TCM & Five Element Acupuncture
Traditional Chinese Medicine (TCM) Acupuncture
TCM was systematised in the latter half of the twentieth century when Western medicine became dominant in China. During that time, the Chinese government nearly abolished non-scientific medical practices. But luckily, Chinese Medicine was revived because of its historical value and efficacy (and cheaper cost than Western medical treatment at that time). Therefore, the Chinese government medicalised traditional medicine, such as acupuncture and herbal medicine, to legalise and make them equal to Western medicine. By doing so, TCM now comprises mainly medical parts of its classics but excludes all spiritual aspects derived from shamanic practices.
Qi, energy or vital force, constitutes all living things; everything is made of Qi, from physical/material to ethereal/spiritual. TCM focuses on Qi's tangible physical and materialistic aspects rather than the spirit. And its diagnosis and treatment are symptomatic and analytical, classifying the symptoms, aetiology, pathology, points and herb selection in an orderly way. Practitioners draw treatment protocols by objective analytical methods based on such pattern identification with physical diagnoses, including examining pulse and tongue, palpation, questioning, and observing the facial colours, body movement, and emotions.
Five Element Acupuncture
On the contrary, Five Element (FE) acupuncture focuses on spiritual, psycho-emotional aspects of Qi; thus, the priority is to treat the patient`s spirit. This method incorporates all the spiritual elements that TCM excluded. (TCM includes Spirit in their theory but considers Spirit merely a mental faculty or expression of each Organ.) EF acupuncture is an amalgamation of several different systems that existed before the establishment of TCM and are practised in China and other parts of Asia, such as Japan.
EF acupuncture was systematised relatively recently in England by J.R. Worsley, credited with bringing the classical method to the West. Therefore, it is also called European Five-Element or classical acupuncture.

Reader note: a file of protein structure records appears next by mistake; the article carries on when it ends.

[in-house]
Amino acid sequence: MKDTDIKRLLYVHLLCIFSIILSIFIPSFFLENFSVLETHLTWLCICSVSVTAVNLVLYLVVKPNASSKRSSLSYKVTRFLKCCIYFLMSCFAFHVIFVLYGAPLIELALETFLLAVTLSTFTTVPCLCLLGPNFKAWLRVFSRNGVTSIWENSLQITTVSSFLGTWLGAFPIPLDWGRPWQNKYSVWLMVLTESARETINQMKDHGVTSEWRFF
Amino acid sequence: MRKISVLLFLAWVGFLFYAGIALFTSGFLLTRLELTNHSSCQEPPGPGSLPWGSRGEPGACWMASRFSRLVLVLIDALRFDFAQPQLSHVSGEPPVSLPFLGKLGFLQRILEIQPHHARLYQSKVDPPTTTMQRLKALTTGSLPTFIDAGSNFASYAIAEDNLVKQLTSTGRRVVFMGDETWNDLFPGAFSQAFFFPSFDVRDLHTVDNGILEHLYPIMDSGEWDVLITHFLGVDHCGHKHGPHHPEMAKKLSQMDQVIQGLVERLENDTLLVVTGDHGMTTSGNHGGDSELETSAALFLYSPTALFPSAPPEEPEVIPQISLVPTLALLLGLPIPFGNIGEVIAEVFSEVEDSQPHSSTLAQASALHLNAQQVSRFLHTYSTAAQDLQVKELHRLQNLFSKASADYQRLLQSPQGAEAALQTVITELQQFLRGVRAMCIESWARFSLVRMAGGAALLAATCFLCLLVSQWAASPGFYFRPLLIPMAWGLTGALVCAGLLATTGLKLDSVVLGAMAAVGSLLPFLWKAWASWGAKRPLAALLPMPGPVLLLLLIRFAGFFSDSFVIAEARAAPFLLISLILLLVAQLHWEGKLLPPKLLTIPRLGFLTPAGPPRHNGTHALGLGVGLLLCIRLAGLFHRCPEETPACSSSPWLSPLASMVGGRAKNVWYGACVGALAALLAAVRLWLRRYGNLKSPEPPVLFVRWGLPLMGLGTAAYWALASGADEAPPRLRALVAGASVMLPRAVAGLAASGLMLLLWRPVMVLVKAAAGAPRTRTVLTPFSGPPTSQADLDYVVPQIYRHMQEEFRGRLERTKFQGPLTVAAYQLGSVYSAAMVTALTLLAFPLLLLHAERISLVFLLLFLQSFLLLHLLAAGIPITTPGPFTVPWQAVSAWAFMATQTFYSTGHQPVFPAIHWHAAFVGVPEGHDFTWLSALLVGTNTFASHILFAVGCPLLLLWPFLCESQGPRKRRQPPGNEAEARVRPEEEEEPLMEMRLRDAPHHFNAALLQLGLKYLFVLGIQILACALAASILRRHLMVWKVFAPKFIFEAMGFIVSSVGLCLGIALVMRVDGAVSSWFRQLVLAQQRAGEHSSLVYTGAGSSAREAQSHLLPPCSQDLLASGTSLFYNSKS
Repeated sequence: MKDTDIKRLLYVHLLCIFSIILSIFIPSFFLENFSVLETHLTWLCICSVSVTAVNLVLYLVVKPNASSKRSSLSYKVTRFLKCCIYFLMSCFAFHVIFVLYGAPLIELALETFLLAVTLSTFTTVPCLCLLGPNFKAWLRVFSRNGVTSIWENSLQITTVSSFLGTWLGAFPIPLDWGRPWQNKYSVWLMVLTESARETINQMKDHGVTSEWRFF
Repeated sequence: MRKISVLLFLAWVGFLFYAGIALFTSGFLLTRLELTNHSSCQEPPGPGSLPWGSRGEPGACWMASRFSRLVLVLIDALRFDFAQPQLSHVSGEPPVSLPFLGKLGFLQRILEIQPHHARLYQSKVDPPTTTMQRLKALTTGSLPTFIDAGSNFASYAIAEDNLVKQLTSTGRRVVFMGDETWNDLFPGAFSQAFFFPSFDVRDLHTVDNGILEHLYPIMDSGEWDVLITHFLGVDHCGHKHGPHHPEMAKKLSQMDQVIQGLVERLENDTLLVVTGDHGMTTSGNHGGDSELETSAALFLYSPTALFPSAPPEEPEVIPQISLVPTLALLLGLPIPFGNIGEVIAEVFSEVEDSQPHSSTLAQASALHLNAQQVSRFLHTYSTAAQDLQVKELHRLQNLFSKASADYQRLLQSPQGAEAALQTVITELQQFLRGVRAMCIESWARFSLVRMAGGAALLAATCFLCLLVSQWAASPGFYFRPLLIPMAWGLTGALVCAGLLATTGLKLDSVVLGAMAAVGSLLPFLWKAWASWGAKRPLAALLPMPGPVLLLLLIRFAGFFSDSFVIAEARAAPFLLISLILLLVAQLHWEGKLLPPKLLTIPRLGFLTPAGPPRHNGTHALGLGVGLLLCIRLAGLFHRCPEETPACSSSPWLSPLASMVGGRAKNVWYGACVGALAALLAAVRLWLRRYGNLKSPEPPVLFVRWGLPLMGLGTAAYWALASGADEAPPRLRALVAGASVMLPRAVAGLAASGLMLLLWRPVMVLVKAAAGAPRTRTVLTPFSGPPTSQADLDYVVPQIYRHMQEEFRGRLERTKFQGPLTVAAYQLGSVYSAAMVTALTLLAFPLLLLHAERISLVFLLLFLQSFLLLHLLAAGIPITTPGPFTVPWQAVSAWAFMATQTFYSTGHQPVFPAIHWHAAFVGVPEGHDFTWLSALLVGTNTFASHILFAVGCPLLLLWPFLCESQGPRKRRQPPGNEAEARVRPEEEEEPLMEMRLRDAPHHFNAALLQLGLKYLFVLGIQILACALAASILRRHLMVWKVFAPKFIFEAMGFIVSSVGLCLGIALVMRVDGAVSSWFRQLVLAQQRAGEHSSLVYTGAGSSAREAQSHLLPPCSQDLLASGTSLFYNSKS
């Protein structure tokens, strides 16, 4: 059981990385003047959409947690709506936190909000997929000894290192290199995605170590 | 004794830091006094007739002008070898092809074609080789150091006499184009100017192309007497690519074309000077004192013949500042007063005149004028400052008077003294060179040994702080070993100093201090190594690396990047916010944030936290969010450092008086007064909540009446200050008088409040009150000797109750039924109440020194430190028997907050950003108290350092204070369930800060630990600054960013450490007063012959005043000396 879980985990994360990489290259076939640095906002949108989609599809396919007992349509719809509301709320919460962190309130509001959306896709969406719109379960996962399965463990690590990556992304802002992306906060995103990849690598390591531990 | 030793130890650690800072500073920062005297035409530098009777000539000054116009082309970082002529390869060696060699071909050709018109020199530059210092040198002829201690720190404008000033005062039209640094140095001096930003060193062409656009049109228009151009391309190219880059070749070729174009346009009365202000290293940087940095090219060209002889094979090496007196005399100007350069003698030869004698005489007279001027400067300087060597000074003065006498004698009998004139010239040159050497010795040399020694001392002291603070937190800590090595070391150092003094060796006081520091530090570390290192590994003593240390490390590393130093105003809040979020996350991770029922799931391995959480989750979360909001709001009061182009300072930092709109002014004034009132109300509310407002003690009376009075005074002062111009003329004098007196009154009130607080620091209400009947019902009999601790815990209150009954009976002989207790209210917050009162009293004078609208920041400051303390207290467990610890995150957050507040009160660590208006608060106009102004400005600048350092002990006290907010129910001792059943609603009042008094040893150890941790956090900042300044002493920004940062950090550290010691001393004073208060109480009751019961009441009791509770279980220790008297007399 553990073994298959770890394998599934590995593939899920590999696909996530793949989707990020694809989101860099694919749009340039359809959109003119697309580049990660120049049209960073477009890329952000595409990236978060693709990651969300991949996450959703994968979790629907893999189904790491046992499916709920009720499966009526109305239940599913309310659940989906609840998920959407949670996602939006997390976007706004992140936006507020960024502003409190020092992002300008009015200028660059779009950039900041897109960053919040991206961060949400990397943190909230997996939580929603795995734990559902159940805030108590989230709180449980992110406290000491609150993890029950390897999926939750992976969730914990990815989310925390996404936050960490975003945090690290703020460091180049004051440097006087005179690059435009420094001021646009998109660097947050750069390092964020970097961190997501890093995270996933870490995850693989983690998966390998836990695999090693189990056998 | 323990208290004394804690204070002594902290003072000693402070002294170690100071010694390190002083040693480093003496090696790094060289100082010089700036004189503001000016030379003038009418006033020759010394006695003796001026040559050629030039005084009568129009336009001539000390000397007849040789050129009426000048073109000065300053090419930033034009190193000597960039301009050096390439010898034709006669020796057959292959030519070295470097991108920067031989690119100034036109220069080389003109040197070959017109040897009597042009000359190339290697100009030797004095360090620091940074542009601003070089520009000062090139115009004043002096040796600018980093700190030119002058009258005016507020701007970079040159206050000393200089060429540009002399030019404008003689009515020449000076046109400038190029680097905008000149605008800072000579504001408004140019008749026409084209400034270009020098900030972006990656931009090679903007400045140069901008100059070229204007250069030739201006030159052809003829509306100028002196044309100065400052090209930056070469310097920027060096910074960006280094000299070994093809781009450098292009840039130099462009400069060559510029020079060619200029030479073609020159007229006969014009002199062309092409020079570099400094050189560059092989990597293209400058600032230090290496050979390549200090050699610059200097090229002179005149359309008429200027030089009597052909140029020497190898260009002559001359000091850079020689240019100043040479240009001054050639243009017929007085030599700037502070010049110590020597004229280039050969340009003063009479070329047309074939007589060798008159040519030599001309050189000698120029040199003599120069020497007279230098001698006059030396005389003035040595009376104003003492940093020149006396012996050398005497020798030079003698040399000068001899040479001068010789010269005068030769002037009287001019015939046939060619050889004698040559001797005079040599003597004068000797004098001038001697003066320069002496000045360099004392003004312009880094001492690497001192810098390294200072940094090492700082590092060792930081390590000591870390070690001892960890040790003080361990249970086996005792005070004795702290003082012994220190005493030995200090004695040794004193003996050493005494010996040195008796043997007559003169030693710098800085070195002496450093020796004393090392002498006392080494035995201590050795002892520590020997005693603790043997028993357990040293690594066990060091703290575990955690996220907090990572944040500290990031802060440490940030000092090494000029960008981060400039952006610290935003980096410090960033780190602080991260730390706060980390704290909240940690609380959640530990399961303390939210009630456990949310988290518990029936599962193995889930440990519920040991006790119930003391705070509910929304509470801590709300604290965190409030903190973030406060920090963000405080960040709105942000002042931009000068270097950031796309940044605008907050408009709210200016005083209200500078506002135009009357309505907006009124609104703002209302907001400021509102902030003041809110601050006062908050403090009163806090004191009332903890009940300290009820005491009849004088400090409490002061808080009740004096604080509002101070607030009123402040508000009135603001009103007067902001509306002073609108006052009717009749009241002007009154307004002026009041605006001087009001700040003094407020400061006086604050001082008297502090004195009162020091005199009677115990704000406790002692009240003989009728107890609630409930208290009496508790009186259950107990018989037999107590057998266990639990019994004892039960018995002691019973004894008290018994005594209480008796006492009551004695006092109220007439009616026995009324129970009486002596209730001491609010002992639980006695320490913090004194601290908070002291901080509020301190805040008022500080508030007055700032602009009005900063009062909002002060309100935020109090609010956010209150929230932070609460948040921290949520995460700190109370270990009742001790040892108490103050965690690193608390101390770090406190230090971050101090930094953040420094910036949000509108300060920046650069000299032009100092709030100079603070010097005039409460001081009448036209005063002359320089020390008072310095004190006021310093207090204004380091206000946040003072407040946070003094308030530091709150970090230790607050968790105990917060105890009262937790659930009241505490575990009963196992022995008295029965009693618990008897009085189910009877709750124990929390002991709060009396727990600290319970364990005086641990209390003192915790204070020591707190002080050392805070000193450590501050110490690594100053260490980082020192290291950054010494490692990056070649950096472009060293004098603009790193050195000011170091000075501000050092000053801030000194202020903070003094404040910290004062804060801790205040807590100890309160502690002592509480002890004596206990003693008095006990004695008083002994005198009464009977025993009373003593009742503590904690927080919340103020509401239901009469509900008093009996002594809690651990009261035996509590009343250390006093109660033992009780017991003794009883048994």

Because FE acupuncture regards all illnesses as having their roots in spirit, it prioritises emotional issues and the patient’s inner life. Therefore, the focus is to diagnose and treat the most imbalanced Element related to the patient's emotions, called the Constitutional Factor (CF). Thus, the practitioner relies on their diagnosis more on observing the patient’s emotions from what they say, react, facial expression, body language, emotion test, etc., rather than physical diagnosis.
Integrated TCM & Five Element Acupuncture
Acupuncture is energy medicine. As Qi contains all, with a diagnosis of acupuncture treatment, practitioners do not separate physical, emotional or mental problems. Treating the patient on an energetic/Qi level treats the patient at all levels. However, the patient's manifesting symptoms can be more psychological or physical, one or the other, or both simultaneously. For example, the practitioner skilled in TCM and FE acupuncture may try to relieve immediate symptoms (TCM) to ease whatever pain or discomfort the patient is experiencing. Or by treating the patient’s Spirit (FE), other physical issues may resolve or the other way around. The practitioner often addresses their urgent problems, and deeper issues may surface in subsequent treatments.
I highly respect both systems and will continue to deepen and refine my knowledge and practices of them. However, both TCM and FE acupuncture have their advantages and limitations. And they have different treatment approaches, thus, can complement each other. Therefore, having skills in both styles equips the practitioner to address much broader issues with varying degrees of depth in treatment.